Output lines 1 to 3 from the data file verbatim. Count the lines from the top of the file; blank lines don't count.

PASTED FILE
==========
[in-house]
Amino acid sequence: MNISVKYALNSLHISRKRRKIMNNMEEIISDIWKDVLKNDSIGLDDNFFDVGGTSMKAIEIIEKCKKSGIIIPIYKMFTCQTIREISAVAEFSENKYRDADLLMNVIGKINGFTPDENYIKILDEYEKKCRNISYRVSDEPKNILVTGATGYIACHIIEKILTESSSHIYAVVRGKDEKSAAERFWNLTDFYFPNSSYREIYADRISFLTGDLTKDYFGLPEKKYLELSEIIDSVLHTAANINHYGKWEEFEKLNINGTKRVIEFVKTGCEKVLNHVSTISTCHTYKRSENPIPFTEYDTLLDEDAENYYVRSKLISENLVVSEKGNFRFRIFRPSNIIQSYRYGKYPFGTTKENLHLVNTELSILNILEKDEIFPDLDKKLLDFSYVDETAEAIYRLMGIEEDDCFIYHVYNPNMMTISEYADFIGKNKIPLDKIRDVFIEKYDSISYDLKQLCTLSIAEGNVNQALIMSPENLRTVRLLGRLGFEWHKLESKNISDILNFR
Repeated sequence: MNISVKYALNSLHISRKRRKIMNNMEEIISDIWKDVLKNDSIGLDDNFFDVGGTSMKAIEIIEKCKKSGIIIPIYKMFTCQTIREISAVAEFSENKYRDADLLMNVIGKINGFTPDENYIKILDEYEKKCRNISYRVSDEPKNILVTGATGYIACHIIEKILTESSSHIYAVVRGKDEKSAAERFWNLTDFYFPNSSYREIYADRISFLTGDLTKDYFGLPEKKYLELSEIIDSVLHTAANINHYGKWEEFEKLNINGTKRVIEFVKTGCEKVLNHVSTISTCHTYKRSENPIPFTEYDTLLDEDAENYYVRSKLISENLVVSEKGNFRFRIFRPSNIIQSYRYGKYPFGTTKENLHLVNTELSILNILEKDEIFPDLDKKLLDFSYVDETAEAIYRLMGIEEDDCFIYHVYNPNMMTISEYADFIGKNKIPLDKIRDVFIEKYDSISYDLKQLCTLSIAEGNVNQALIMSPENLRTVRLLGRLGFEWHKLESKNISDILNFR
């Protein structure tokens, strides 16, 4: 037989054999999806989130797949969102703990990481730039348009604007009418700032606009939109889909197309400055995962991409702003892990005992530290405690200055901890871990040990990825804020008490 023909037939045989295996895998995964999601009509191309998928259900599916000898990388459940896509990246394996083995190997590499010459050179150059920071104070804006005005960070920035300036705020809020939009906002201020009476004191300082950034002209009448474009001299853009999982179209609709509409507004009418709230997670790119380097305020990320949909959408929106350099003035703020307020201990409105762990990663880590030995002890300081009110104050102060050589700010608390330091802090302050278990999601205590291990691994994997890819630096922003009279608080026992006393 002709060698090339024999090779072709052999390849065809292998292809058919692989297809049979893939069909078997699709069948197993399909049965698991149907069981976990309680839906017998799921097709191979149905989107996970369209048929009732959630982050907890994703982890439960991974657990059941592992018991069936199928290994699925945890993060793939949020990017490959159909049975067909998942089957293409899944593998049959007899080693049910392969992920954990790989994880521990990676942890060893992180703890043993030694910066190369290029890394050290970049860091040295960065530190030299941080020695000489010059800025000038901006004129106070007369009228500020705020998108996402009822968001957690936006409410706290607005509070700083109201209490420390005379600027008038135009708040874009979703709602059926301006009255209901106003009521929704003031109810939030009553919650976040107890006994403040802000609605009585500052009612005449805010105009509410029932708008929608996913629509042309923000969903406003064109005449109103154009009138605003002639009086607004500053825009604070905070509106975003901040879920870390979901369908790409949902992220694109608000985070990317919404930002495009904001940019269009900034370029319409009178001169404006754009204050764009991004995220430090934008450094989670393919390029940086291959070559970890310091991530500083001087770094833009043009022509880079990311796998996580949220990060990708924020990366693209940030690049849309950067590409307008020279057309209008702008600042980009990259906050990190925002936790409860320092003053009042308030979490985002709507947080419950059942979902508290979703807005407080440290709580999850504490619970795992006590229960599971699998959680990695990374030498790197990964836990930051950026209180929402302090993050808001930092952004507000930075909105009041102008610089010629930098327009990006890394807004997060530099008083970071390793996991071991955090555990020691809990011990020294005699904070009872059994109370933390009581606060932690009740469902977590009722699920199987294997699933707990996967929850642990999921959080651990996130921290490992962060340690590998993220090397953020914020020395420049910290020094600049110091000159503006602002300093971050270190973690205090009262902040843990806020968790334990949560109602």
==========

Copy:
[in-house]
Amino acid sequence: MNISVKYALNSLHISRKRRKIMNNMEEIISDIWKDVLKNDSIGLDDNFFDVGGTSMKAIEIIEKCKKSGIIIPIYKMFTCQTIREISAVAEFSENKYRDADLLMNVIGKINGFTPDENYIKILDEYEKKCRNISYRVSDEPKNILVTGATGYIACHIIEKILTESSSHIYAVVRGKDEKSAAERFWNLTDFYFPNSSYREIYADRISFLTGDLTKDYFGLPEKKYLELSEIIDSVLHTAANINHYGKWEEFEKLNINGTKRVIEFVKTGCEKVLNHVSTISTCHTYKRSENPIPFTEYDTLLDEDAENYYVRSKLISENLVVSEKGNFRFRIFRPSNIIQSYRYGKYPFGTTKENLHLVNTELSILNILEKDEIFPDLDKKLLDFSYVDETAEAIYRLMGIEEDDCFIYHVYNPNMMTISEYADFIGKNKIPLDKIRDVFIEKYDSISYDLKQLCTLSIAEGNVNQALIMSPENLRTVRLLGRLGFEWHKLESKNISDILNFR
Repeated sequence: MNISVKYALNSLHISRKRRKIMNNMEEIISDIWKDVLKNDSIGLDDNFFDVGGTSMKAIEIIEKCKKSGIIIPIYKMFTCQTIREISAVAEFSENKYRDADLLMNVIGKINGFTPDENYIKILDEYEKKCRNISYRVSDEPKNILVTGATGYIACHIIEKILTESSSHIYAVVRGKDEKSAAERFWNLTDFYFPNSSYREIYADRISFLTGDLTKDYFGLPEKKYLELSEIIDSVLHTAANINHYGKWEEFEKLNINGTKRVIEFVKTGCEKVLNHVSTISTCHTYKRSENPIPFTEYDTLLDEDAENYYVRSKLISENLVVSEKGNFRFRIFRPSNIIQSYRYGKYPFGTTKENLHLVNTELSILNILEKDEIFPDLDKKLLDFSYVDETAEAIYRLMGIEEDDCFIYHVYNPNMMTISEYADFIGKNKIPLDKIRDVFIEKYDSISYDLKQLCTLSIAEGNVNQALIMSPENLRTVRLLGRLGFEWHKLESKNISDILNFR